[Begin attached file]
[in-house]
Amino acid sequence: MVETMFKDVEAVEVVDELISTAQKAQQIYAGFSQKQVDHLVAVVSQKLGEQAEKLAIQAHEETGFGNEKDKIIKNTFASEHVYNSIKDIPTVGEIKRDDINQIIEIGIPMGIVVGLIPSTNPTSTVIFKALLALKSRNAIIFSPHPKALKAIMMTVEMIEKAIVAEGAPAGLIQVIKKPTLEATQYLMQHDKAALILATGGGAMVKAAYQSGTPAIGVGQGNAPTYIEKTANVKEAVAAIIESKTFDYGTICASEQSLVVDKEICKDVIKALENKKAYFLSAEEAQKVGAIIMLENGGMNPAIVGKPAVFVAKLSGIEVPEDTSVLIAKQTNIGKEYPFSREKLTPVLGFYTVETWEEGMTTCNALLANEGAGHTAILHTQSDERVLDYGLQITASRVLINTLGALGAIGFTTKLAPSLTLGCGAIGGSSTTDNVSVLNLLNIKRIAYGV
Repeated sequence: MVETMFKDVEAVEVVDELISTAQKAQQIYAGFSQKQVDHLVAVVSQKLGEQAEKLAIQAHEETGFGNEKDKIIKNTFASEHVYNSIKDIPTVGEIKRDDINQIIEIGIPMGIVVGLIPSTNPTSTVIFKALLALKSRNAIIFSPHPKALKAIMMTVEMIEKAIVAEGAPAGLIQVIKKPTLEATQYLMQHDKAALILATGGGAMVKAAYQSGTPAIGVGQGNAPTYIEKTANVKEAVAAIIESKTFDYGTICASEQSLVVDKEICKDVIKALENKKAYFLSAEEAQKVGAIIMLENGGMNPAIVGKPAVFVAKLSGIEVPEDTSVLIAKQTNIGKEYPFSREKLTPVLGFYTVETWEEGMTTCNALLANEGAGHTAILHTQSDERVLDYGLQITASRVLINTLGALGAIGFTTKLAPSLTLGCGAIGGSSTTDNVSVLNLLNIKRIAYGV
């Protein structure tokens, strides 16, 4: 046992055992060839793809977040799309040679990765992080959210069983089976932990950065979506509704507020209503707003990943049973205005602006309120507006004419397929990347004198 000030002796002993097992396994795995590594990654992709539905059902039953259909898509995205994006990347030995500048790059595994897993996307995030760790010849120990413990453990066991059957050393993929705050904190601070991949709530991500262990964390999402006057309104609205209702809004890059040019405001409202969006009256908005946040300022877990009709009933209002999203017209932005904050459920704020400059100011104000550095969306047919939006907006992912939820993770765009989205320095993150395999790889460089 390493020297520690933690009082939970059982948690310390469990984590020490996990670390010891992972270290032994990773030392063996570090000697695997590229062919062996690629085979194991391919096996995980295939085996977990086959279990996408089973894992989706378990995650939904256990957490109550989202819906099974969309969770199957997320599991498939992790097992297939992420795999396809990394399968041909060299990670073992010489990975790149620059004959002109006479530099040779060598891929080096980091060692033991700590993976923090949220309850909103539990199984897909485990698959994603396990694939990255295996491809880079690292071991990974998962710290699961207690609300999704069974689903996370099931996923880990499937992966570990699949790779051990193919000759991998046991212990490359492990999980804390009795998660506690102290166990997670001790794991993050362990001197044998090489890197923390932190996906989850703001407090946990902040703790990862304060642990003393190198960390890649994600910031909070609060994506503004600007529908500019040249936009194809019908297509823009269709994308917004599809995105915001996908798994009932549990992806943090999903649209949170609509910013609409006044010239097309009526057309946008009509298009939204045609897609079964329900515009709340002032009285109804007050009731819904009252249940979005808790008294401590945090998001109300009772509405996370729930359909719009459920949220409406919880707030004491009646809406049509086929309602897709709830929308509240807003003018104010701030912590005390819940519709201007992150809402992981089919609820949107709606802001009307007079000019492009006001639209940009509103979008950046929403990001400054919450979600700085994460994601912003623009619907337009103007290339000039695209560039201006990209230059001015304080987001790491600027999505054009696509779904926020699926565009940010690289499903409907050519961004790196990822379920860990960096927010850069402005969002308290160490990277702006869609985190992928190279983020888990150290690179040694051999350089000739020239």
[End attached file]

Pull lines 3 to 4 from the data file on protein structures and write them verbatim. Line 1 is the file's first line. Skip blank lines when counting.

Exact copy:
Repeated sequence: MVETMFKDVEAVEVVDELISTAQKAQQIYAGFSQKQVDHLVAVVSQKLGEQAEKLAIQAHEETGFGNEKDKIIKNTFASEHVYNSIKDIPTVGEIKRDDINQIIEIGIPMGIVVGLIPSTNPTSTVIFKALLALKSRNAIIFSPHPKALKAIMMTVEMIEKAIVAEGAPAGLIQVIKKPTLEATQYLMQHDKAALILATGGGAMVKAAYQSGTPAIGVGQGNAPTYIEKTANVKEAVAAIIESKTFDYGTICASEQSLVVDKEICKDVIKALENKKAYFLSAEEAQKVGAIIMLENGGMNPAIVGKPAVFVAKLSGIEVPEDTSVLIAKQTNIGKEYPFSREKLTPVLGFYTVETWEEGMTTCNALLANEGAGHTAILHTQSDERVLDYGLQITASRVLINTLGALGAIGFTTKLAPSLTLGCGAIGGSSTTDNVSVLNLLNIKRIAYGV
């Protein structure tokens, strides 16, 4: 046992055992060839793809977040799309040679990765992080959210069983089976932990950065979506509704507020209503707003990943049973205005602006309120507006004419397929990347004198 000030002796002993097992396994795995590594990654992709539905059902039953259909898509995205994006990347030995500048790059595994897993996307995030760790010849120990413990453990066991059957050393993929705050904190601070991949709530991500262990964390999402006057309104609205209702809004890059040019405001409202969006009256908005946040300022877990009709009933209002999203017209932005904050459920704020400059100011104000550095969306047919939006907006992912939820993770765009989205320095993150395999790889460089 390493020297520690933690009082939970059982948690310390469990984590020490996990670390010891992972270290032994990773030392063996570090000697695997590229062919062996690629085979194991391919096996995980295939085996977990086959279990996408089973894992989706378990995650939904256990957490109550989202819906099974969309969770199957997320599991498939992790097992297939992420795999396809990394399968041909060299990670073992010489990975790149620059004959002109006479530099040779060598891929080096980091060692033991700590993976923090949220309850909103539990199984897909485990698959994603396990694939990255295996491809880079690292071991990974998962710290699961207690609300999704069974689903996370099931996923880990499937992966570990699949790779051990193919000759991998046991212990490359492990999980804390009795998660506690102290166990997670001790794991993050362990001197044998090489890197923390932190996906989850703001407090946990902040703790990862304060642990003393190198960390890649994600910031909070609060994506503004600007529908500019040249936009194809019908297509823009269709994308917004599809995105915001996908798994009932549990992806943090999903649209949170609509910013609409006044010239097309009526057309946008009509298009939204045609897609079964329900515009709340002032009285109804007050009731819904009252249940979005808790008294401590945090998001109300009772509405996370729930359909719009459920949220409406919880707030004491009646809406049509086929309602897709709830929308509240807003003018104010701030912590005390819940519709201007992150809402992981089919609820949107709606802001009307007079000019492009006001639209940009509103979008950046929403990001400054919450979600700085994460994601912003623009619907337009103007290339000039695209560039201006990209230059001015304080987001790491600027999505054009696509779904926020699926565009940010690289499903409907050519961004790196990822379920860990960096927010850069402005969002308290160490990277702006869609985190992928190279983020888990150290690179040694051999350089000739020239």